But really, what Rarely Tidy Ramblings should be about is my life through the perspective given to me by being neurodivergent.  Parenting with ADHD.  Working with neurodivergent kids as someone likewise ND.  Planning, organization, list-making, goal-setting.  Trying to be creative when your brain works against you.

Does that mean I can’t post my son’s weekly book rec from the library?  No.  Does that mean I can’t photo dump when we take a fun family trip?  Of course not.  Hell, even the niche-est of niche bloggers have chatty and personal posts, sometimes.  It just means I can’t forget that I’m writing about my life from a perspective colored by something particular, and I should use that as a way to focus my writing, and as the impetus to produce new writing.

It also means no more posting creative writing.  I can talk about the process, about the pitfalls and difficulties and successes, but I can’t post the finished work (here.  I’m considering opening and linking a sideblog for those interested that would be accessible via the navigation menu).

This is not an overhaul, or a revamp – just a refocusing.  I’ve gathered enough followers through endeavors like Inktober and NaNoWriMo and OctPoWriMo that I thought I’d perform a courtesy and explicitly let you all know that those instances were the deviation rather than the norm.

Relatedly, I’m currently working my way through The Adult Executive Functioning Workbook, which has made me really think about organization, focus, and goal-setting, and in part is what spurred me to really think about what I’m using this space for and if I could use it better, with more focus and purpose (the answer was “yes”).

I doubt I’ll be back before the New Year (I might!  I have something I’d love to post either prior to or very, very early in the new year, but I make no promises), so I will wish a happy, safe New Year to my followers, and I look forward to being more active and productive on this blog (and overal!) in 2019

A Life in Checklists

organizing my lifeI sometimes wonder how well people really understand me when I tell them how easily I get overwhelmed by the day-to-day.

I feel like most of the people I know are sympathetic in a commiserative way; that they feel like they know what I mean, and maybe even feel the same way – the, “hey, we all have busy lives/work hard/have a lot going on!” mentality.

They probably don’t expect that I mean, if I don’t set an alarm to take a shower or brush my teeth, it might not get done that day.  Or that the accumulation of mess/clutter from daily activities will seem to sneak up on me, and then loom suddenly and overwhelmingly, making me feel incredibly anxious, but utterly incapacitated.  Or that performing a multi-step task – even a familiar one, like cooking – sometimes makes my heart race and my skill crawl with impatience and agitation.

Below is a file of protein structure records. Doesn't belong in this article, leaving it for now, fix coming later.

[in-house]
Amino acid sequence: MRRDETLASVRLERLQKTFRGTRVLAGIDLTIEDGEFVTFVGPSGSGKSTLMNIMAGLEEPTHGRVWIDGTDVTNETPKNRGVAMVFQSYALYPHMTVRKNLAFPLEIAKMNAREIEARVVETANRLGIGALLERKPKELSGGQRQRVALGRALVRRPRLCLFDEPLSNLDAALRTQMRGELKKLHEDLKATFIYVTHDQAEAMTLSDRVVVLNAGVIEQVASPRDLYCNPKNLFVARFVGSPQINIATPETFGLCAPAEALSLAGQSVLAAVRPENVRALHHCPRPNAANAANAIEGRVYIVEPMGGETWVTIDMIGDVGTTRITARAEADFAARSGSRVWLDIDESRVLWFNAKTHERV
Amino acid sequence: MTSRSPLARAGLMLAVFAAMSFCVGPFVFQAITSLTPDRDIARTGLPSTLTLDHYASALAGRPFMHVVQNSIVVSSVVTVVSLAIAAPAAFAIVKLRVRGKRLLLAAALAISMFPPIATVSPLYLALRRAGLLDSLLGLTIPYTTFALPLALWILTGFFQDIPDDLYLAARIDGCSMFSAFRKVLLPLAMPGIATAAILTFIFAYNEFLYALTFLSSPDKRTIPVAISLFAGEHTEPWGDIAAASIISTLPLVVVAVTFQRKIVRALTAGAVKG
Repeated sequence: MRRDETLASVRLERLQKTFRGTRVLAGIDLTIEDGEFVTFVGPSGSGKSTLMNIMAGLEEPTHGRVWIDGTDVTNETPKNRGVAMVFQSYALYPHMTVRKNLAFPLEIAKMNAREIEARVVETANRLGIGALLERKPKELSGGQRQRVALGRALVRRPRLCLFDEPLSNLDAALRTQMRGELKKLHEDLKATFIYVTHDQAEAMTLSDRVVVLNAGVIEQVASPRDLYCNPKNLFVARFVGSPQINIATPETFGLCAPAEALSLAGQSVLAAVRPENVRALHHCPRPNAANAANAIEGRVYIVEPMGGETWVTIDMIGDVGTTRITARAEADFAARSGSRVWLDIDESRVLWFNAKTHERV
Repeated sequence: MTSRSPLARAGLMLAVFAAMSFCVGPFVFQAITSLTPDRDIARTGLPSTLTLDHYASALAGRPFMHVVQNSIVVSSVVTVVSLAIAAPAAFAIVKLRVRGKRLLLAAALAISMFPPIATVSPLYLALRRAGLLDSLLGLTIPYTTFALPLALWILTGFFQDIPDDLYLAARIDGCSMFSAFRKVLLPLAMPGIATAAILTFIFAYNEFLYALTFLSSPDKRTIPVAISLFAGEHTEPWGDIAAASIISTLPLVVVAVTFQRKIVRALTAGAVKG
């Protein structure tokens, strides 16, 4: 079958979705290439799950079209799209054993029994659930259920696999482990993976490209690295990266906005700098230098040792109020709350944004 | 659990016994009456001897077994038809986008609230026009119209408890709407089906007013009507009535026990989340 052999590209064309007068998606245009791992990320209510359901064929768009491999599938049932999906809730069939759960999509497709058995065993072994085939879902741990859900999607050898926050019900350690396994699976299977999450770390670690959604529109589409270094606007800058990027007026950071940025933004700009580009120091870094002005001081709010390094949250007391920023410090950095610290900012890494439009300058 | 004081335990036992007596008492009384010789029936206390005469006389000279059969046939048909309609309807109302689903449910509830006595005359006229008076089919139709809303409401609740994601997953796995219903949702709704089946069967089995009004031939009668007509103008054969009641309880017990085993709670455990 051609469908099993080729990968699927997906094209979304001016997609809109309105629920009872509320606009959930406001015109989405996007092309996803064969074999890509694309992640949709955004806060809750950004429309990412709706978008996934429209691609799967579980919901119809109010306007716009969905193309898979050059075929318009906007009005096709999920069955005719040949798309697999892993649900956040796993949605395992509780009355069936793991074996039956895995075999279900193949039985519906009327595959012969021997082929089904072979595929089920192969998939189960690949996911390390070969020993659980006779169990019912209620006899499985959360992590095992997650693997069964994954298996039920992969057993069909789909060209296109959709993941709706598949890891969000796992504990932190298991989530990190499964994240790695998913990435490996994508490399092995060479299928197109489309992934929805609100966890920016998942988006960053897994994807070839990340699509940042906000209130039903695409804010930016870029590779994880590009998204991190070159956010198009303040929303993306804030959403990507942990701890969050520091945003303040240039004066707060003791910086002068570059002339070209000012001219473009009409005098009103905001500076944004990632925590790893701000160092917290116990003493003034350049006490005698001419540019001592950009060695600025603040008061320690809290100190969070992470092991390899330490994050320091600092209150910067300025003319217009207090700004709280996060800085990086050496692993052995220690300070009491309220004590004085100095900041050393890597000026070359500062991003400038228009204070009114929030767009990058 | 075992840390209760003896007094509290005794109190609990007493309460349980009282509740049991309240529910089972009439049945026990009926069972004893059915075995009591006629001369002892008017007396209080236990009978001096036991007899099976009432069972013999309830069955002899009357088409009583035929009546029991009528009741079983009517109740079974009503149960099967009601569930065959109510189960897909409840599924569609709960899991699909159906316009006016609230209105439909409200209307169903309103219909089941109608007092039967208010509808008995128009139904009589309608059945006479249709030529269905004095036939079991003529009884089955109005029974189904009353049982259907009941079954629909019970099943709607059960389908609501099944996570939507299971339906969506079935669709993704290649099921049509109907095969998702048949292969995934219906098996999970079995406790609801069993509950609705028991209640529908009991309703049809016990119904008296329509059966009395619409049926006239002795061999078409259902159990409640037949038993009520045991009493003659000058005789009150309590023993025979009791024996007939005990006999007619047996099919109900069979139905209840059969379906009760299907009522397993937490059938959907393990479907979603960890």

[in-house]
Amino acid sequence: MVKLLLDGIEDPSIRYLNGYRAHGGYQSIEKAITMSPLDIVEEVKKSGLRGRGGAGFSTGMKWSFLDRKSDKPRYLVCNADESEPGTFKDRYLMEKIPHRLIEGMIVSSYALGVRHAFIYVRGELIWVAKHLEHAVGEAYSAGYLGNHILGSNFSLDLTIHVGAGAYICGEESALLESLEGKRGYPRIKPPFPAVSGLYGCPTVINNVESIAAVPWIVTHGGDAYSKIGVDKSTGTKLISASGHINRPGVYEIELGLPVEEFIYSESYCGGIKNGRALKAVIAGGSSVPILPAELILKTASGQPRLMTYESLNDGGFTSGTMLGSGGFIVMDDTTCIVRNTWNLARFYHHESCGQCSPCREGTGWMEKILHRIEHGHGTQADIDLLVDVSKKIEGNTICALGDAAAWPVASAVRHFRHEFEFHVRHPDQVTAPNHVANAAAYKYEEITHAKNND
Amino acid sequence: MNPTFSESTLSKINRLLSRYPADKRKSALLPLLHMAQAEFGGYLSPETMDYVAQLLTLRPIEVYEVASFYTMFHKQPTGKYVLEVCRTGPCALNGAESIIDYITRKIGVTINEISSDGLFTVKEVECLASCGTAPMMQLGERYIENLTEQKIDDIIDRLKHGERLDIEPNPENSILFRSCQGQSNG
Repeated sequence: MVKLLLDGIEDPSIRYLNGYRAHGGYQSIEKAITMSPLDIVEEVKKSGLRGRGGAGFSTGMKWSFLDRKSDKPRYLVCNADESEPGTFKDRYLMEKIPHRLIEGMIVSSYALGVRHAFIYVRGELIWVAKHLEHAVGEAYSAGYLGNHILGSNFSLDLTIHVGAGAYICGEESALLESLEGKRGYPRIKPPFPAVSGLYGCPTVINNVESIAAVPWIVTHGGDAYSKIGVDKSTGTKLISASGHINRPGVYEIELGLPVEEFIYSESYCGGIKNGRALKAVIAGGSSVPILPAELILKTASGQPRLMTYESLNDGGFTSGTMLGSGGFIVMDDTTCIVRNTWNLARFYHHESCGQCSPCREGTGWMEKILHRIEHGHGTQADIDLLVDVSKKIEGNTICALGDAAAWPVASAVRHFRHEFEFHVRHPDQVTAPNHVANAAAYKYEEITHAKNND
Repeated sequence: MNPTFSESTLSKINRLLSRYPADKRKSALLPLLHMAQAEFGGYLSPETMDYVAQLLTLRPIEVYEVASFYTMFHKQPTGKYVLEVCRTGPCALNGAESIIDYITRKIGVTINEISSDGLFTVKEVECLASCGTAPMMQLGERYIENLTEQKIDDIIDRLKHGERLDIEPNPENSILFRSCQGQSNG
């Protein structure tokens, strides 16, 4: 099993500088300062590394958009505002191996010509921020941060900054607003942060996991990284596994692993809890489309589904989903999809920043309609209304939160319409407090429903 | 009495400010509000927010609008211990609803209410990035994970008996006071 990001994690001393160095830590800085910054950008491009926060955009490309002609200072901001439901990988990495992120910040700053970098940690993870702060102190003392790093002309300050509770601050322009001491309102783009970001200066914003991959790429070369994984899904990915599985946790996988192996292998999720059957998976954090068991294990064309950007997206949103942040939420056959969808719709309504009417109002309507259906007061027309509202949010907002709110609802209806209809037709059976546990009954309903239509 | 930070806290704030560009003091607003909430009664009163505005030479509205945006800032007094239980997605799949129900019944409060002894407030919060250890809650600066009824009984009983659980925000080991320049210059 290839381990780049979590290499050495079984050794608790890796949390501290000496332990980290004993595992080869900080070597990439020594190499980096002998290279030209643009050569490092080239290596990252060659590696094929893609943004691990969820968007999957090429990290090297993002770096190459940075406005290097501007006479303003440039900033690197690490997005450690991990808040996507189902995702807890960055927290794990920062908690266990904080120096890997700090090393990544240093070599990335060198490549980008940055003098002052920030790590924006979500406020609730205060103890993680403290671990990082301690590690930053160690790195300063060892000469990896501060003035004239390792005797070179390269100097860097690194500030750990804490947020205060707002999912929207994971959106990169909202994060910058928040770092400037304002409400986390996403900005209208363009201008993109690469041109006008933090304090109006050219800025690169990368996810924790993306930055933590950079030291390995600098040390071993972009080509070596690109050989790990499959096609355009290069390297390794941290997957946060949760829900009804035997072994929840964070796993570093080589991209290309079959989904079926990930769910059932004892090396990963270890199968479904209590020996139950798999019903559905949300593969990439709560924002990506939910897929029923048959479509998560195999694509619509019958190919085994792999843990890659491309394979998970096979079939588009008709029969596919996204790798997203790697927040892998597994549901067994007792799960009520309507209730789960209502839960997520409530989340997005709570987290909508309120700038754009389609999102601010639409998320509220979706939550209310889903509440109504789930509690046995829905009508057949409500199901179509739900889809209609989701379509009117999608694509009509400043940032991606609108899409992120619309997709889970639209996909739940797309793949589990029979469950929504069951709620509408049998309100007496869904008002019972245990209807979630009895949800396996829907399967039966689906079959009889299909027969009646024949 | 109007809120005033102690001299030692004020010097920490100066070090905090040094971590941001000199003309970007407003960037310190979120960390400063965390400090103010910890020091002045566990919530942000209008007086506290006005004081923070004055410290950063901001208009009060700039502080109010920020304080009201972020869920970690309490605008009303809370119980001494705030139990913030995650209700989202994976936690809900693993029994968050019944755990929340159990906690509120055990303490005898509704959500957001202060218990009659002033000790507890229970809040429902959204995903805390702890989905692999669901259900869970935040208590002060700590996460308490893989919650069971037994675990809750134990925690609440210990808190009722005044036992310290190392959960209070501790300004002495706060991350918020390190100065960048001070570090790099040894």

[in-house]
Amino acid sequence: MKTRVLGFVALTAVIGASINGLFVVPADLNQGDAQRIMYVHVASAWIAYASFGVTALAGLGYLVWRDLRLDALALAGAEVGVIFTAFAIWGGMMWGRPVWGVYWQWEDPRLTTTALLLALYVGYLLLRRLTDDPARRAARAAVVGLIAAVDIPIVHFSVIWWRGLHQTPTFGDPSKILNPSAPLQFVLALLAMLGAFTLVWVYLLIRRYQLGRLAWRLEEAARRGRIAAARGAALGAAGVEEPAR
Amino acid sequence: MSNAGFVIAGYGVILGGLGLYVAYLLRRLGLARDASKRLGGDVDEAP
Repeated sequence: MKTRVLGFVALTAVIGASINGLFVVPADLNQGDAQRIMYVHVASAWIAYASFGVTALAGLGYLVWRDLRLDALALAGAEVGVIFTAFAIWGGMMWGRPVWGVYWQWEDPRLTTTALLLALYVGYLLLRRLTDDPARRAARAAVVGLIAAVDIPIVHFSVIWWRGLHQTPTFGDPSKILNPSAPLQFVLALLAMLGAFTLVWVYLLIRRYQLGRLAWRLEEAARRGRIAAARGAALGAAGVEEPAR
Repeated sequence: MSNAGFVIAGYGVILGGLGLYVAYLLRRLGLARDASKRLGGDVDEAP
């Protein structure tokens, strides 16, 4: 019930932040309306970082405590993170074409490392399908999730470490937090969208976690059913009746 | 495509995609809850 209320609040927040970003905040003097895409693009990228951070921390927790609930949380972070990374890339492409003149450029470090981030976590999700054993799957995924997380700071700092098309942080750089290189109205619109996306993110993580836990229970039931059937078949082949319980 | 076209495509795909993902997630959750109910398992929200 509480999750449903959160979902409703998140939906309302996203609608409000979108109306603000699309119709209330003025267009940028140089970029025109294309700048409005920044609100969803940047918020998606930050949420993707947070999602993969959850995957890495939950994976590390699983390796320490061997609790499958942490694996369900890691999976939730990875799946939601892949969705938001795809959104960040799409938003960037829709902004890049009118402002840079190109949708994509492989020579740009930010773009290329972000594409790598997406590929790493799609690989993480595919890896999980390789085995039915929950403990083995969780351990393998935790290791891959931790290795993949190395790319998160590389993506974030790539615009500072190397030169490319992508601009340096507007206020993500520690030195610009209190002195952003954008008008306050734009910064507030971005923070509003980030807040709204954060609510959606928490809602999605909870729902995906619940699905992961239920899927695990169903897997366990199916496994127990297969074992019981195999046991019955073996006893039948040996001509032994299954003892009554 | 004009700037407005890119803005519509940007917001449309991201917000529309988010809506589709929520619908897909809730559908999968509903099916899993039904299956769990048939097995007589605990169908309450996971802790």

Which is why, when considering how to go about bringing order to my life, I had to consider the most basic, most fundamental levels of organization – the checklist.

My friends are over here with cross-referenced planners, digital calendars and mobile apps, elaborate bullet journals with color-coded spreads – and I’m making simple, laminated checklists.  For things like “eat breakfast. Take a shower. Watch a movie.”  Things that apparently integrate seamlessly into other people’s lives.

But not mine.  And I have to accept that – that for whatever reason, this stuff does not come naturally to me.  But that doesn’t (and shouldn’t) mean I can’t do it.  It’s a massive waste of energy, feeling bad about how my brain is wired, instead of coming up with scaffolding I can build on to compensate for it’s limitations.

So, some people might think it’s a childish thing to have checklists for such basic stuff.

I’d say it’s a pretty damn mature thing, to go any length to ensure these tasks get done with any regularity.

So, I made some freakin’ checklists.

These are the easiest, most basic things I could think of to start with: routines to give me enough options to not feel trapped, yet not so many to incite choice paralysis, with a focus on developing habit and balance.

I’m still working on my lists for the deep clean I intend to do this month, and from there a more detailed daily/weekly chore chart to keep things in order.  I may do one for meal options as well, since outside of dinner, I’m not currently planning my meals, and always find myself either out of food options, eating utter junk, or simply not eating, and none of those are acceptable options if I’m trying to be healthier.

This is an incredibly busy week, but I’m hoping to eek out time tomorrow and Thursday to write the remaining lists.  I plan to start using these beginning Saturday – I’ll be printing out multiple copies and leaving one in my bedroom, and one in the kitchen (that’s one on each floor of the house, where I start and end my days).

Fingers crossed that these help.  They certainly can’t hurt, right?